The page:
Gesticulate, or run for a dictionary!

The teachers, who were both fluent in French and German and therefore able to speak to both groups, had prepared an ambitious programme. The children were asked to act out role plays in the other language, choosing from a wide range of scenes: street musicians playing badly who are jeered by a passer-by, a sick child staying at home, shopping for shoes, or asking for assistance on a street.
The students then had to stand face to face. But some were tongue-tied, unable to find the right words. “Preparing the dialogues proved more difficult than we had expected,” admitted Marina Studach. “The children lack basic vocabulary.” The Zurich pupils had begun learning French in August last year, while their Fribourg counterparts were in their third year of German

But the exercise proved to be difficult for everyone. Some went to look for a dictionary. Others used gestures and simplified their sentences: “We – to play – music!” A few of the girls wrote down their dialogues, often phonetically.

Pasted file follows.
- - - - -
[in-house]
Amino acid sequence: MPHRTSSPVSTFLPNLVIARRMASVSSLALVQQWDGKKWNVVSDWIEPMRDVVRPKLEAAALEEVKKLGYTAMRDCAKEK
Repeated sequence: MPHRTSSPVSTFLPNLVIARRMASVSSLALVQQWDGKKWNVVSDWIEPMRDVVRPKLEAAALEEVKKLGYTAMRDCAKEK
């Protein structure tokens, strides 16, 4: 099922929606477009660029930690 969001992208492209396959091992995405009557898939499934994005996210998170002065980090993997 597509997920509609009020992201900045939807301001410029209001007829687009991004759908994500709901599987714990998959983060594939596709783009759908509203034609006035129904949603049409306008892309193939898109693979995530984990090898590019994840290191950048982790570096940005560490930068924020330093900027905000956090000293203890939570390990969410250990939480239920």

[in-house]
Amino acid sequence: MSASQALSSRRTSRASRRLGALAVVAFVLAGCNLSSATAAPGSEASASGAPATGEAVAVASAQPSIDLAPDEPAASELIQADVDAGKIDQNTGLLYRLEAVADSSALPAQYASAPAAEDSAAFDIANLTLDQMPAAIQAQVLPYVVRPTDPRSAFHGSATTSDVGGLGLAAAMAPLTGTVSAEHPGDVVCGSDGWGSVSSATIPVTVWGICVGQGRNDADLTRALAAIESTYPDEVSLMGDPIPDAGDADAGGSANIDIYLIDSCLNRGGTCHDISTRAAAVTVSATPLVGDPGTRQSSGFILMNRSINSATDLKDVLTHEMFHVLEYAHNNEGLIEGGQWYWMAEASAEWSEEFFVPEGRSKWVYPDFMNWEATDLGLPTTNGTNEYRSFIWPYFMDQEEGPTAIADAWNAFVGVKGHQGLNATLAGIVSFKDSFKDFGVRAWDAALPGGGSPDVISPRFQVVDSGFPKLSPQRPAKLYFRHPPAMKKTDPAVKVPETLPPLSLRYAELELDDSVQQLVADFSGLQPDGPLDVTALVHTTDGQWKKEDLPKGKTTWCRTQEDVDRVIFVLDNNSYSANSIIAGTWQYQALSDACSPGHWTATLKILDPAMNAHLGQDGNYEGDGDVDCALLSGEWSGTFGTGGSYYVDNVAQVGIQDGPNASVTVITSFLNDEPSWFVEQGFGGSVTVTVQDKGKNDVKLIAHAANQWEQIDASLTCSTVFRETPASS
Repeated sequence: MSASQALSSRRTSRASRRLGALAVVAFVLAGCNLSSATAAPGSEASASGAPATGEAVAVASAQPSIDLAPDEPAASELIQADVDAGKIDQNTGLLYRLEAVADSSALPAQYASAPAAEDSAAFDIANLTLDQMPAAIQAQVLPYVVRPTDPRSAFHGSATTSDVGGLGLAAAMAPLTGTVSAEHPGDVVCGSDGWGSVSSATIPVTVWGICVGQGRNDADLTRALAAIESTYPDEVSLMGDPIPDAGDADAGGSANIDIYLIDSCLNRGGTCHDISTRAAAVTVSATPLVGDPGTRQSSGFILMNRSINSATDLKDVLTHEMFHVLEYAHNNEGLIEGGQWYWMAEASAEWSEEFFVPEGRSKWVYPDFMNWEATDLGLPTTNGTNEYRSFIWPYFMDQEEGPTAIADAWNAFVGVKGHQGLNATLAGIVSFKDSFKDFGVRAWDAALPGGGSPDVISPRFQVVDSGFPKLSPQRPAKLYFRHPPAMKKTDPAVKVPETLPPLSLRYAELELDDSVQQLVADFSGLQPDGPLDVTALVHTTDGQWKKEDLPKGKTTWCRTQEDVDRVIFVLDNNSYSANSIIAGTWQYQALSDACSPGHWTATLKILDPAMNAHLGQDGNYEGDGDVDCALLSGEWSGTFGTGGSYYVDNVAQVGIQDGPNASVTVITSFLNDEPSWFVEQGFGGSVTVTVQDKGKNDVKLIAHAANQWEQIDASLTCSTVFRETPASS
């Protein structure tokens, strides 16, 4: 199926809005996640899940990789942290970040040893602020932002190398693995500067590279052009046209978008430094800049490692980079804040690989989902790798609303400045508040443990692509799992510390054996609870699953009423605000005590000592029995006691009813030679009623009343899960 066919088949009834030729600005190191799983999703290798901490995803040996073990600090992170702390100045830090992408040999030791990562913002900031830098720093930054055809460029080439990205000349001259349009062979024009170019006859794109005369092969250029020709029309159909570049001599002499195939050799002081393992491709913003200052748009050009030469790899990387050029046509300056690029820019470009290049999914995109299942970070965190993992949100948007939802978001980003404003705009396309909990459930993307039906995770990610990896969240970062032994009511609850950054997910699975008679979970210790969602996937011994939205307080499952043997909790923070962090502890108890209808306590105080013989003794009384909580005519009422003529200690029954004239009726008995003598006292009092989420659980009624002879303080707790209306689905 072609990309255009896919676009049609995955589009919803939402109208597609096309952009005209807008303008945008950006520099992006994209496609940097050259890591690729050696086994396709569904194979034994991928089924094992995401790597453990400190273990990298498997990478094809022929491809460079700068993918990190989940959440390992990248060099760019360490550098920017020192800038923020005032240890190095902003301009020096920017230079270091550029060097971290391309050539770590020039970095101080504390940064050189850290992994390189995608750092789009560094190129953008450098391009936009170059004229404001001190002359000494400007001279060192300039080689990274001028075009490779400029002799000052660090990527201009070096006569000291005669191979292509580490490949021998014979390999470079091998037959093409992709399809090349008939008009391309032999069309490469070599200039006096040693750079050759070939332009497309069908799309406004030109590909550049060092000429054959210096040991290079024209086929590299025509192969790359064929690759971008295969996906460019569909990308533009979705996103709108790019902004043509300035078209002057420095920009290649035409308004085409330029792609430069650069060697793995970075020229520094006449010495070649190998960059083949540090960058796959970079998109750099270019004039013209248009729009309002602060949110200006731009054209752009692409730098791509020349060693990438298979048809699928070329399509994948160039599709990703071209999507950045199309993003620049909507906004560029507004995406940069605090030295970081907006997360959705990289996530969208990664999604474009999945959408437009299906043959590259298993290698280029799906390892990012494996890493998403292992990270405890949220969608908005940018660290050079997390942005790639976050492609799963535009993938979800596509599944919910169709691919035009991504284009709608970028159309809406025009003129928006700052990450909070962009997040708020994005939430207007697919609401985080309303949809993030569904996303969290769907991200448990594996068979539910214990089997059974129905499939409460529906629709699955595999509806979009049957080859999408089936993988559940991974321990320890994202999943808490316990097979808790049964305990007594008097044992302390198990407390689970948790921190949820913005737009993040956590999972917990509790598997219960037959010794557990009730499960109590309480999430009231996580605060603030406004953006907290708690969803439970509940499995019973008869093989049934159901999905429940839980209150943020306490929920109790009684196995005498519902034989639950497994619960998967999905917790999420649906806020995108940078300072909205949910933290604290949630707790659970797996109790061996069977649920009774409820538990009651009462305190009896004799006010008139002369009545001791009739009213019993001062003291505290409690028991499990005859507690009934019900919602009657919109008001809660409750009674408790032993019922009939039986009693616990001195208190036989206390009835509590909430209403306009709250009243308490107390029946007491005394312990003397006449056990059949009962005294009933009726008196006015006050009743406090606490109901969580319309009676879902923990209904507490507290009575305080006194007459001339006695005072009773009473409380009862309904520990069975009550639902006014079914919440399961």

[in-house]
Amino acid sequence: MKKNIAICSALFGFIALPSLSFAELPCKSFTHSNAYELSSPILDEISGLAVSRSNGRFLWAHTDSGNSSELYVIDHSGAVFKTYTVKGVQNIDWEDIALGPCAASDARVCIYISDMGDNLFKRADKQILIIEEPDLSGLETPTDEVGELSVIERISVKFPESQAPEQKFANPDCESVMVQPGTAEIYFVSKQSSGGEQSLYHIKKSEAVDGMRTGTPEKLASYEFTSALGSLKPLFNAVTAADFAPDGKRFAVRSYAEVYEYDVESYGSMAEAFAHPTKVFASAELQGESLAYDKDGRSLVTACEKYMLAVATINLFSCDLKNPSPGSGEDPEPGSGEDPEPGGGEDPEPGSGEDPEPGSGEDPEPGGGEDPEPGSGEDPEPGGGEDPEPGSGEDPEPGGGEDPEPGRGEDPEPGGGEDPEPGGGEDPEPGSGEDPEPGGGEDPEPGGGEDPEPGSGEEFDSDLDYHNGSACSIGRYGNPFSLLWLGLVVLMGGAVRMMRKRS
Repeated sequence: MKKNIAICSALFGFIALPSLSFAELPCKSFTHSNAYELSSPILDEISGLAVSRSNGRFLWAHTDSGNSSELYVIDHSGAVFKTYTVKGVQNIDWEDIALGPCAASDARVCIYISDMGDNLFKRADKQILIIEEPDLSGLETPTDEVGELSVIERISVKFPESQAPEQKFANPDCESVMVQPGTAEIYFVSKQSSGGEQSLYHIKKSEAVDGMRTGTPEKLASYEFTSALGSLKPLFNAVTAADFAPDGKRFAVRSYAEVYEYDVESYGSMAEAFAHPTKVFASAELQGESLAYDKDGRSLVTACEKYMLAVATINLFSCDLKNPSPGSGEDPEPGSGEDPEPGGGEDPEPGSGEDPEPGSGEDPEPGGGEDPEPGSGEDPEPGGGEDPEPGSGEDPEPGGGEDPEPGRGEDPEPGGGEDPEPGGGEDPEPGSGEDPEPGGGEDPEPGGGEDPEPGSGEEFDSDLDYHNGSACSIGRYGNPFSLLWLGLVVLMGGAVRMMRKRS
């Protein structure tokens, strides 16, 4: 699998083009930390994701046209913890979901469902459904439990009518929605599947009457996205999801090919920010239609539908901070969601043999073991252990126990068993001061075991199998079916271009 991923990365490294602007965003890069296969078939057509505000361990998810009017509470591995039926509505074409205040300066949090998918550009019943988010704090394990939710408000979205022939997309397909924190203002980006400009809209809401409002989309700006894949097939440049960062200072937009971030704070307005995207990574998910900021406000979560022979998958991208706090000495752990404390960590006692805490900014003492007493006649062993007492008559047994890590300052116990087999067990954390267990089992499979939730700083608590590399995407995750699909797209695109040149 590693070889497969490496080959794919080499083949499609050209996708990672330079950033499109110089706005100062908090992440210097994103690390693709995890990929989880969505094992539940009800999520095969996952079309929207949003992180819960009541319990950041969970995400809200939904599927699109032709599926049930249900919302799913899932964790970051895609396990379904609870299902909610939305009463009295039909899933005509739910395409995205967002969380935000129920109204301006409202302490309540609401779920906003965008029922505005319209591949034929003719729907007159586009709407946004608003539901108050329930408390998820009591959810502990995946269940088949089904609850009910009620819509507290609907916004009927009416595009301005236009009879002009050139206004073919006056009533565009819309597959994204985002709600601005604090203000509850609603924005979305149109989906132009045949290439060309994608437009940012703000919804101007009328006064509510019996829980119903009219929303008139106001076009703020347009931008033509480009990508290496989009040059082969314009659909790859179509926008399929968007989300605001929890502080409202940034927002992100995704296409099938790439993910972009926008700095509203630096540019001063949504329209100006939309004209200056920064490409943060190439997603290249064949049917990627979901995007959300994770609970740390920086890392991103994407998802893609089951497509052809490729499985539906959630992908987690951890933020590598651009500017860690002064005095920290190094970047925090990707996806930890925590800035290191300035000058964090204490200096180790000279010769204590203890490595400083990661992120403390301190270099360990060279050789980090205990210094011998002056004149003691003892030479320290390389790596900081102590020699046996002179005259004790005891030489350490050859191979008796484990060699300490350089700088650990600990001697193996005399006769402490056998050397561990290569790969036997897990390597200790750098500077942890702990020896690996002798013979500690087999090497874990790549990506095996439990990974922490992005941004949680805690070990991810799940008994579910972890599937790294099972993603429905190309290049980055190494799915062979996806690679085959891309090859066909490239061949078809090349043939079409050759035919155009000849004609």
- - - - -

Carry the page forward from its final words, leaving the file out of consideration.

The results were nonetheless amazing, even if not everyone managed to follow the instructions to speak only in the other language. In minor cases, a few “foreign” words slipped out such as a “was?” or a “oui.” Other participants went a step further. Alessandro (from Kilchberg) played a man looking for his dog. “Have you seen my dog?” he asked in French. Damien, from Fribourg, replied: “Quoi? Ja, da. Er is kaputt.” The class burst out in laughter. The dog, represented by a sweater, was supposed to be dead.
After a pizza lunch, the two classes separated amid much laughter.